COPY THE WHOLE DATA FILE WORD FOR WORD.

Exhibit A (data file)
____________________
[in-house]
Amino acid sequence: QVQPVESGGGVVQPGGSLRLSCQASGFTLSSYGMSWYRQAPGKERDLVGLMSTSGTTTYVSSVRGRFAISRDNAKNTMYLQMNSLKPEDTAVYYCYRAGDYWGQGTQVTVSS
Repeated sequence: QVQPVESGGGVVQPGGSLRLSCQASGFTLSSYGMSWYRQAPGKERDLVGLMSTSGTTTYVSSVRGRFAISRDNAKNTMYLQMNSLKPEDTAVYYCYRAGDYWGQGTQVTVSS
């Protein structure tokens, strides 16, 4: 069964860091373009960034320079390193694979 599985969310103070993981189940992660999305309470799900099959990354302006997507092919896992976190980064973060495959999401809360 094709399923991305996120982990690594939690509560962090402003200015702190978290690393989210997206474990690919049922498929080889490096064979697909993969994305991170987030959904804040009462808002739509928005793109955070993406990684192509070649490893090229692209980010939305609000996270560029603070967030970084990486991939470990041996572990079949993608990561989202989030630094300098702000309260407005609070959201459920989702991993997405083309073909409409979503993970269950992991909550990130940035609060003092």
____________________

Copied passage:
[in-house]
Amino acid sequence: QVQPVESGGGVVQPGGSLRLSCQASGFTLSSYGMSWYRQAPGKERDLVGLMSTSGTTTYVSSVRGRFAISRDNAKNTMYLQMNSLKPEDTAVYYCYRAGDYWGQGTQVTVSS
Repeated sequence: QVQPVESGGGVVQPGGSLRLSCQASGFTLSSYGMSWYRQAPGKERDLVGLMSTSGTTTYVSSVRGRFAISRDNAKNTMYLQMNSLKPEDTAVYYCYRAGDYWGQGTQVTVSS
């Protein structure tokens, strides 16, 4: 069964860091373009960034320079390193694979 599985969310103070993981189940992660999305309470799900099959990354302006997507092919896992976190980064973060495959999401809360 094709399923991305996120982990690594939690509560962090402003200015702190978290690393989210997206474990690919049922498929080889490096064979697909993969994305991170987030959904804040009462808002739509928005793109955070993406990684192509070649490893090229692209980010939305609000996270560029603070967030970084990486991939470990041996572990079949993608990561989202989030630094300098702000309260407005609070959201459920989702991993997405083309073909409409979503993970269950992991909550990130940035609060003092």